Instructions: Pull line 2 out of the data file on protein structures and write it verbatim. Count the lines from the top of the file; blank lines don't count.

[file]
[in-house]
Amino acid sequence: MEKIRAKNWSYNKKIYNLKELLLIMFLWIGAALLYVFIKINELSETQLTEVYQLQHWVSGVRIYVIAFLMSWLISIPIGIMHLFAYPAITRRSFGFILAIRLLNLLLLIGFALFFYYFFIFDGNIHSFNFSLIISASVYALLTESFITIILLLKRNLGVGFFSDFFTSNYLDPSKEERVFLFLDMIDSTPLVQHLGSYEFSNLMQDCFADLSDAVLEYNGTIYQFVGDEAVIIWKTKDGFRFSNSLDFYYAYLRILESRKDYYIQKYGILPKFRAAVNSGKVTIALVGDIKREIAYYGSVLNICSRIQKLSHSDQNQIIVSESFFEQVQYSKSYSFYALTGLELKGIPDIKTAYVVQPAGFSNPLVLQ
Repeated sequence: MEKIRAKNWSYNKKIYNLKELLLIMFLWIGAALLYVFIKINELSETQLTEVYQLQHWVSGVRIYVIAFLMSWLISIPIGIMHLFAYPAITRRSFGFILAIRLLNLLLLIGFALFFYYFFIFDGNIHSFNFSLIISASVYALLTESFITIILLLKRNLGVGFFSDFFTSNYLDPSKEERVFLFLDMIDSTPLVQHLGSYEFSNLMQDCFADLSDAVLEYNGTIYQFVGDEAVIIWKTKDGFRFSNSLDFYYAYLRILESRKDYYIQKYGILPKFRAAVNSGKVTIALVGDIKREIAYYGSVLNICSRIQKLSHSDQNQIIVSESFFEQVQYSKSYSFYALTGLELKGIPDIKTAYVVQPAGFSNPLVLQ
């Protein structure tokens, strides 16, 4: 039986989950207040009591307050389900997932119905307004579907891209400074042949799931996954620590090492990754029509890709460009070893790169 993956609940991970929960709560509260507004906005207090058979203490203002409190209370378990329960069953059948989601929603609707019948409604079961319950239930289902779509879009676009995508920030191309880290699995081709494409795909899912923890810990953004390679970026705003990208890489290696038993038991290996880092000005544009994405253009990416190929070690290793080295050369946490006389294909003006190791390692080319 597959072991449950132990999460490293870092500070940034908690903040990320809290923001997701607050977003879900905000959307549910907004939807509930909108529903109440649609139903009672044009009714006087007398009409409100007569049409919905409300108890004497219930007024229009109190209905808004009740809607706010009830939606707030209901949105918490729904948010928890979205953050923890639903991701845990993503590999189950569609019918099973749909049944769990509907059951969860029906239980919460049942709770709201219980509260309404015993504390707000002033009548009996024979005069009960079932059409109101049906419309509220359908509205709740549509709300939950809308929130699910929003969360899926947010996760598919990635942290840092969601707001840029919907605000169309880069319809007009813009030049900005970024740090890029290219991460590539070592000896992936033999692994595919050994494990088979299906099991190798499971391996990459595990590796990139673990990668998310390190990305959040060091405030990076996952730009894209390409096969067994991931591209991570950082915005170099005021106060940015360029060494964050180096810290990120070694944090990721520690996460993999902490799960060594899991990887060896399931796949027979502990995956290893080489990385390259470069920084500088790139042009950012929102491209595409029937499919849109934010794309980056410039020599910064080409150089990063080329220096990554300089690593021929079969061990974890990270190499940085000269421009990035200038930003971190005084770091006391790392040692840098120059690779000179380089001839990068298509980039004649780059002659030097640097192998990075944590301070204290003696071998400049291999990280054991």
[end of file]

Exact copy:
Amino acid sequence: MEKIRAKNWSYNKKIYNLKELLLIMFLWIGAALLYVFIKINELSETQLTEVYQLQHWVSGVRIYVIAFLMSWLISIPIGIMHLFAYPAITRRSFGFILAIRLLNLLLLIGFALFFYYFFIFDGNIHSFNFSLIISASVYALLTESFITIILLLKRNLGVGFFSDFFTSNYLDPSKEERVFLFLDMIDSTPLVQHLGSYEFSNLMQDCFADLSDAVLEYNGTIYQFVGDEAVIIWKTKDGFRFSNSLDFYYAYLRILESRKDYYIQKYGILPKFRAAVNSGKVTIALVGDIKREIAYYGSVLNICSRIQKLSHSDQNQIIVSESFFEQVQYSKSYSFYALTGLELKGIPDIKTAYVVQPAGFSNPLVLQ